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Optical cooling of atoms and molecules using nanostructured surfaces

Optical cooling of atoms and molecules using nanostructured surfaces
Optical cooling of atoms and molecules using nanostructured surfaces
The dipole force, which avoids the closed cycle of pumping and spontaneous emission that renders laser cooling unsuitable for molecules, is conservative: without dissipation, particles entering a trap retain the energy to escape. Fortunately, dissipation need not involve spontaneous emission if it instead results from the decoherence or decay of the optical trapping field that is coupled to the particle. To enhance the weak attraction of an atom to its reflection, cavity-mediated cooling recycles light through multiple reflections, amplifying the force and the retardation - a process related to the mechanical amplification in a near confocal cavity [5]. Resonant cavities and structures can increase the retardation, but not the intensity, even when the atoms or particles lie outside them - e.g. when the cavity is the narrow-band coating of a single mirror. Plasmon resonances of a structured metal can enhance both the delay and the optical intensity. Such processes, possible with arrays of micromirrors, resemble speckle field cooling [6], except that spontaneous emission is again replaced by decay of the optical field, and offer a new class of cooling mechanisms in which weak cooling is extended over a broad array, rather than concentrated at the centre of a single external cavity.
Freegarde, Tim
01a5f53b-d406-44fb-a166-d8da9128ea7d
Horak, Peter
520489b5-ccc7-4d29-bb30-c1e36436ea03
Freegarde, Tim
01a5f53b-d406-44fb-a166-d8da9128ea7d
Horak, Peter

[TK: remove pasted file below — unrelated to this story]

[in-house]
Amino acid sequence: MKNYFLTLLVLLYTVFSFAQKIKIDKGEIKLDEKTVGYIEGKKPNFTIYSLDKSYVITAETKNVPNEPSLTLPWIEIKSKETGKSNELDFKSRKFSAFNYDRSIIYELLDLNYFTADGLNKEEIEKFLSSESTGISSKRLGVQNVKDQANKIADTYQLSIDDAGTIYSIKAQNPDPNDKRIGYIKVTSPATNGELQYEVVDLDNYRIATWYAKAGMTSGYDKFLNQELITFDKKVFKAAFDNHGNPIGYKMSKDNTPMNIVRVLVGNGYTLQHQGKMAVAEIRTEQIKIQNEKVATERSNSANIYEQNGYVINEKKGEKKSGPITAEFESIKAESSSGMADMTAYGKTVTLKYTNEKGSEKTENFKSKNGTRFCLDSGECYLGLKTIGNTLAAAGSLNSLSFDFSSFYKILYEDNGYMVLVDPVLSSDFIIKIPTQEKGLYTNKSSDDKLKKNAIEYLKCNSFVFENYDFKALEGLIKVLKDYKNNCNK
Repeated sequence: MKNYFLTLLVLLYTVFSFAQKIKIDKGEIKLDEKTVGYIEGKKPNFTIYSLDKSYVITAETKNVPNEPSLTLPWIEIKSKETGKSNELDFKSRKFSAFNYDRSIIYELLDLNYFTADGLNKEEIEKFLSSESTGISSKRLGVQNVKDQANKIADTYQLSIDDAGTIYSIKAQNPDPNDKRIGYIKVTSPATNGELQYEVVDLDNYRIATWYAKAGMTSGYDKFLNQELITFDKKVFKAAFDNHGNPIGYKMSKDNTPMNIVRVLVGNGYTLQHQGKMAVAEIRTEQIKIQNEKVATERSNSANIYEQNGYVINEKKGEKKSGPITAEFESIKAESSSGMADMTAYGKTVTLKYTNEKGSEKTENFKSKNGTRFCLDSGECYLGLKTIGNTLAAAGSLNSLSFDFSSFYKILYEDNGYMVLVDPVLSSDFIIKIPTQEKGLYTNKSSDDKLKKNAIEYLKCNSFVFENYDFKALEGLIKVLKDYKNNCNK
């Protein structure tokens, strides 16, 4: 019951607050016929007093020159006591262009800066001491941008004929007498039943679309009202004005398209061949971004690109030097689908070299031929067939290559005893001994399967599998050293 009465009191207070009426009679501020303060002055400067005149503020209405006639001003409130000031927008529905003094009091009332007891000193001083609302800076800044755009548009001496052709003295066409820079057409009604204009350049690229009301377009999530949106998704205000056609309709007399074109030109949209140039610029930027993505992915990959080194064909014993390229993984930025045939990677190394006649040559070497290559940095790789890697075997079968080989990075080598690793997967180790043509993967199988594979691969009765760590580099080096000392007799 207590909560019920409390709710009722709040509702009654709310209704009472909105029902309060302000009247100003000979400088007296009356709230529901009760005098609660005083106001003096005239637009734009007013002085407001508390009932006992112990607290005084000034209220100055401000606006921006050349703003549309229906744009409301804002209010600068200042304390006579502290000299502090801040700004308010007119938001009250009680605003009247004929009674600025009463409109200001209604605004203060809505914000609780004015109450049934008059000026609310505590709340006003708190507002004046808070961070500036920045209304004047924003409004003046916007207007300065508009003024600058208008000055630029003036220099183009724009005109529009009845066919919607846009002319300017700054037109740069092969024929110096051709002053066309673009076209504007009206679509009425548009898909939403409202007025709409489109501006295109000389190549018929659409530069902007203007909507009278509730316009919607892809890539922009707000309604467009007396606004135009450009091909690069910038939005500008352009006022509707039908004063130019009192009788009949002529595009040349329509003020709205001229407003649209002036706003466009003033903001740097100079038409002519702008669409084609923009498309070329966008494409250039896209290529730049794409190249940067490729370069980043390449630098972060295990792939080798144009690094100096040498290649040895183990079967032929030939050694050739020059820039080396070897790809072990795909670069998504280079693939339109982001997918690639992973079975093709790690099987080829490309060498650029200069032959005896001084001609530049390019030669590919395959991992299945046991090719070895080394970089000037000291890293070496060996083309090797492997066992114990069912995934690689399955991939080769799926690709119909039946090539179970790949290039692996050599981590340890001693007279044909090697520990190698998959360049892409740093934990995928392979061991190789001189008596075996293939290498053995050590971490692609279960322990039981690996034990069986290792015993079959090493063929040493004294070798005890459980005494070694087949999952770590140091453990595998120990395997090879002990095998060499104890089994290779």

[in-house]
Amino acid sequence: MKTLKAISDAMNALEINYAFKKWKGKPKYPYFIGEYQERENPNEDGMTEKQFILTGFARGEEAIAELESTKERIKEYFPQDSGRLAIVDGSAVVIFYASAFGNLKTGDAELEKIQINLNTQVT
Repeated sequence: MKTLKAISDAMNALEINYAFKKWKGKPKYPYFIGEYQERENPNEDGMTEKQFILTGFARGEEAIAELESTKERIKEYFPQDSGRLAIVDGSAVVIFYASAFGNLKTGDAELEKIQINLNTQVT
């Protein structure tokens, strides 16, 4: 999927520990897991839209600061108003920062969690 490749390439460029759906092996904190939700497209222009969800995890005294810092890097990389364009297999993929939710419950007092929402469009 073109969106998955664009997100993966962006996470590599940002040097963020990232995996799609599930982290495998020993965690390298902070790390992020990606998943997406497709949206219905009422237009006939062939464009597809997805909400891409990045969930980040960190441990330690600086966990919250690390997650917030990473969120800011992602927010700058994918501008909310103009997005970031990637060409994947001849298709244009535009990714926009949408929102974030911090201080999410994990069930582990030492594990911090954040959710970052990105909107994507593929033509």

520489b5-ccc7-4d29-bb30-c1e36436ea03

Freegarde, Tim and Horak, Peter (2008) Optical cooling of atoms and molecules using nanostructured surfaces. New Frontiers in Micro and Nano Photonics, Florence, Italy. 22 - 25 Apr 2008.

Record type: Conference or Workshop Item (Paper)

Abstract

The dipole force, which avoids the closed cycle of pumping and spontaneous emission that renders laser cooling unsuitable for molecules, is conservative: without dissipation, particles entering a trap retain the energy to escape. Fortunately, dissipation need not involve spontaneous emission if it instead results from the decoherence or decay of the optical trapping field that is coupled to the particle. To enhance the weak attraction of an atom to its reflection, cavity-mediated cooling recycles light through multiple reflections, amplifying the force and the retardation - a process related to the mechanical amplification in a near confocal cavity [5]. Resonant cavities and structures can increase the retardation, but not the intensity, even when the atoms or particles lie outside them - e.g. when the cavity is the narrow-band coating of a single mirror. Plasmon resonances of a structured metal can enhance both the delay and the optical intensity. Such processes, possible with arrays of micromirrors, resemble speckle field cooling [6], except that spontaneous emission is again replaced by decay of the optical field, and offer a new class of cooling mechanisms in which weak cooling is extended over a broad array, rather than concentrated at the centre of a single external cavity.

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More information

Published date: 25 April 2008
Venue - Dates: New Frontiers in Micro and Nano Photonics, Florence, Italy, 2008-04-22 - 2008-04-25

Identifiers

Local EPrints ID: 63328
URI: http://eprints.soton.ac.uk/id/eprint/63328
PURE UUID: cb6ea0fd-c976-4913-83dc-36ecca273498
ORCID for Tim Freegarde: ORCID iD orcid.org/0000-0002-0680-1330
ORCID for Peter Horak: ORCID iD orcid.org/0000-0002-8710-8764

Catalogue record

Date deposited: 16 Oct 2008
Last modified: 18 May 2021 01:40

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